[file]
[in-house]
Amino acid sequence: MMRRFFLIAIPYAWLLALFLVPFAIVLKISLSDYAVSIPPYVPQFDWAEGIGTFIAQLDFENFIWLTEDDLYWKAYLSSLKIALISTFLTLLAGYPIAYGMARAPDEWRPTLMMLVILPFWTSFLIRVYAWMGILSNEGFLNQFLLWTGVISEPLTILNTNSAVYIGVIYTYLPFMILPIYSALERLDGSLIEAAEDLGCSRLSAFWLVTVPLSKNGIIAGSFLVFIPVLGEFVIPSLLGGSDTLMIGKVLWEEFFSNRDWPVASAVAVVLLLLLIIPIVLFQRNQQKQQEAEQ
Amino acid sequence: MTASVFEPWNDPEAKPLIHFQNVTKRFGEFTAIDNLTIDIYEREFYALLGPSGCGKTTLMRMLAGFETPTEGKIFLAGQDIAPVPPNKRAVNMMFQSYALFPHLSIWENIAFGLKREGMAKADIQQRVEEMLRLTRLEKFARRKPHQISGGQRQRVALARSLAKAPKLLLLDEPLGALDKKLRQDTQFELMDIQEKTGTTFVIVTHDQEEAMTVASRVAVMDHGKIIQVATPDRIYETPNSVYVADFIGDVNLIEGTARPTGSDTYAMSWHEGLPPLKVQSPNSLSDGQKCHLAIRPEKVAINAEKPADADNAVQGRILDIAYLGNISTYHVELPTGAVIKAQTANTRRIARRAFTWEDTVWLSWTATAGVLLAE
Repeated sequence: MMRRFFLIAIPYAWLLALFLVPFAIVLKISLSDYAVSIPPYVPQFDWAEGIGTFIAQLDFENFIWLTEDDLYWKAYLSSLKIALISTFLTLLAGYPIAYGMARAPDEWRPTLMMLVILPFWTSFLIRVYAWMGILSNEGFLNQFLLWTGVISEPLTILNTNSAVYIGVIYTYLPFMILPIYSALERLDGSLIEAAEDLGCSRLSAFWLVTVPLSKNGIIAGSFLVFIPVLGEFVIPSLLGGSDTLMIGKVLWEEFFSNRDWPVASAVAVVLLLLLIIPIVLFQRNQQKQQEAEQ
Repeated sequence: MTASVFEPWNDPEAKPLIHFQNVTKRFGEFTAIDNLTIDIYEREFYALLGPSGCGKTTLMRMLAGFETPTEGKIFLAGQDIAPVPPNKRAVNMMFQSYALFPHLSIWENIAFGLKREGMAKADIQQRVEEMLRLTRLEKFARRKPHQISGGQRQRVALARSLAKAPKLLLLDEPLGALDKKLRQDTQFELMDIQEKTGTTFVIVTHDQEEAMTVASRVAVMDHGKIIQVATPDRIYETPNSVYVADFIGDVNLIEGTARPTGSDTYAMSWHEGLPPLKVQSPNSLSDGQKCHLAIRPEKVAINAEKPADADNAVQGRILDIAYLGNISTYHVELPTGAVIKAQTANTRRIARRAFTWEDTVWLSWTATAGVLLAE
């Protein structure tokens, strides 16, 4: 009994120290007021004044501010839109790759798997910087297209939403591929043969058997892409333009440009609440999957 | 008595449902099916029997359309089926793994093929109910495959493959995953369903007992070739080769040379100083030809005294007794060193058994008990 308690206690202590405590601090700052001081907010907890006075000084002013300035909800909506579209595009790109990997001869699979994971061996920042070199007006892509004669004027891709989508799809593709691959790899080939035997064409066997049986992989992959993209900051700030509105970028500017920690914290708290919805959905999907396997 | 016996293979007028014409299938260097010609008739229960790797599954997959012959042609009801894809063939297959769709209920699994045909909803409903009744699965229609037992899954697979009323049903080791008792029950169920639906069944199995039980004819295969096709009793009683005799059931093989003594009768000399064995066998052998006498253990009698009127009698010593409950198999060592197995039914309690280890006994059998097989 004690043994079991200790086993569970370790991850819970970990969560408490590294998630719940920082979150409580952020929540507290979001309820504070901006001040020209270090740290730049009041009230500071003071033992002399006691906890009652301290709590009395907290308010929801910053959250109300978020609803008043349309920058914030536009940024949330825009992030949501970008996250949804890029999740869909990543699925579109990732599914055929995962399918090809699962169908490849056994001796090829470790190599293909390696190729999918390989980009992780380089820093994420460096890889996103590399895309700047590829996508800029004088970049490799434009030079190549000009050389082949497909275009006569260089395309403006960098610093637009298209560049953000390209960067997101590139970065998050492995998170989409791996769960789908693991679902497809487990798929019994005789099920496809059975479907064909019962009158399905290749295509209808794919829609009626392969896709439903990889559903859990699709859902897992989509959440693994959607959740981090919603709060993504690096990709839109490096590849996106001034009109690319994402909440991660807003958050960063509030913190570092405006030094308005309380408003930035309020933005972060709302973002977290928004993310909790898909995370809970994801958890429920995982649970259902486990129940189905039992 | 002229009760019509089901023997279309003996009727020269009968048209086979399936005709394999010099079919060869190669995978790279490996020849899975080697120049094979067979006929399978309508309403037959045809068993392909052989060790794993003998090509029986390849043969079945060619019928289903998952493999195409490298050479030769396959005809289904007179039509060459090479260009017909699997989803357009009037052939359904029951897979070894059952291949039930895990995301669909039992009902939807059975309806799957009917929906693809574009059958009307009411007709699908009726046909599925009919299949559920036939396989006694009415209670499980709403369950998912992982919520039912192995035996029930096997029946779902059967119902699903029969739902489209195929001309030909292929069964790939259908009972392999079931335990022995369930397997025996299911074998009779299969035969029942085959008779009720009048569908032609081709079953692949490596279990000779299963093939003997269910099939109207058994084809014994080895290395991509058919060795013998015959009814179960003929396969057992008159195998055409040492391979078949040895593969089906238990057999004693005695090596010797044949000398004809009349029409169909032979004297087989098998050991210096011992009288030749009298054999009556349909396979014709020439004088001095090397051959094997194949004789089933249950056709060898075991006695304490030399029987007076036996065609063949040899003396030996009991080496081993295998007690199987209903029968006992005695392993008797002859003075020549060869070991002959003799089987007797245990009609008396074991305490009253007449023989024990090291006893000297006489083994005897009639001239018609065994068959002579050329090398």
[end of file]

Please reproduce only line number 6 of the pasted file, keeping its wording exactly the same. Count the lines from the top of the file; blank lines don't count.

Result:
């Protein structure tokens, strides 16, 4: 009994120290007021004044501010839109790759798997910087297209939403591929043969058997892409333009440009609440999957 | 008595449902099916029997359309089926793994093929109910495959493959995953369903007992070739080769040379100083030809005294007794060193058994008990 308690206690202590405590601090700052001081907010907890006075000084002013300035909800909506579209595009790109990997001869699979994971061996920042070199007006892509004669004027891709989508799809593709691959790899080939035997064409066997049986992989992959993209900051700030509105970028500017920690914290708290919805959905999907396997 | 016996293979007028014409299938260097010609008739229960790797599954997959012959042609009801894809063939297959769709209920699994045909909803409903009744699965229609037992899954697979009323049903080791008792029950169920639906069944199995039980004819295969096709009793009683005799059931093989003594009768000399064995066998052998006498253990009698009127009698010593409950198999060592197995039914309690280890006994059998097989 004690043994079991200790086993569970370790991850819970970990969560408490590294998630719940920082979150409580952020929540507290979001309820504070901006001040020209270090740290730049009041009230500071003071033992002399006691906890009652301290709590009395907290308010929801910053959250109300978020609803008043349309920058914030536009940024949330825009992030949501970008996250949804890029999740869909990543699925579109990732599914055929995962399918090809699962169908490849056994001796090829470790190599293909390696190729999918390989980009992780380089820093994420460096890889996103590399895309700047590829996508800029004088970049490799434009030079190549000009050389082949497909275009006569260089395309403006960098610093637009298209560049953000390209960067997101590139970065998050492995998170989409791996769960789908693991679902497809487990798929019994005789099920496809059975479907064909019962009158399905290749295509209808794919829609009626392969896709439903990889559903859990699709859902897992989509959440693994959607959740981090919603709060993504690096990709839109490096590849996106001034009109690319994402909440991660807003958050960063509030913190570092405006030094308005309380408003930035309020933005972060709302973002977290928004993310909790898909995370809970994801958890429920995982649970259902486990129940189905039992 | 002229009760019509089901023997279309003996009727020269009968048209086979399936005709394999010099079919060869190669995978790279490996020849899975080697120049094979067979006929399978309508309403037959045809068993392909052989060790794993003998090509029986390849043969079945060619019928289903998952493999195409490298050479030769396959005809289904007179039509060459090479260009017909699997989803357009009037052939359904029951897979070894059952291949039930895990995301669909039992009902939807059975309806799957009917929906693809574009059958009307009411007709699908009726046909599925009919299949559920036939396989006694009415209670499980709403369950998912992982919520039912192995035996029930096997029946779902059967119902699903029969739902489209195929001309030909292929069964790939259908009972392999079931335990022995369930397997025996299911074998009779299969035969029942085959008779009720009048569908032609081709079953692949490596279990000779299963093939003997269910099939109207058994084809014994080895290395991509058919060795013998015959009814179960003929396969057992008159195998055409040492391979078949040895593969089906238990057999004693005695090596010797044949000398004809009349029409169909032979004297087989098998050991210096011992009288030749009298054999009556349909396979014709020439004088001095090397051959094997194949004789089933249950056709060898075991006695304490030399029987007076036996065609063949040899003396030996009991080496081993295998007690199987209903029968006992005695392993008797002859003075020549060869070991002959003799089987007797245990009609008396074991305490009253007449023989024990090291006893000297006489083994005897009639001239018609065994068959002579050329090398």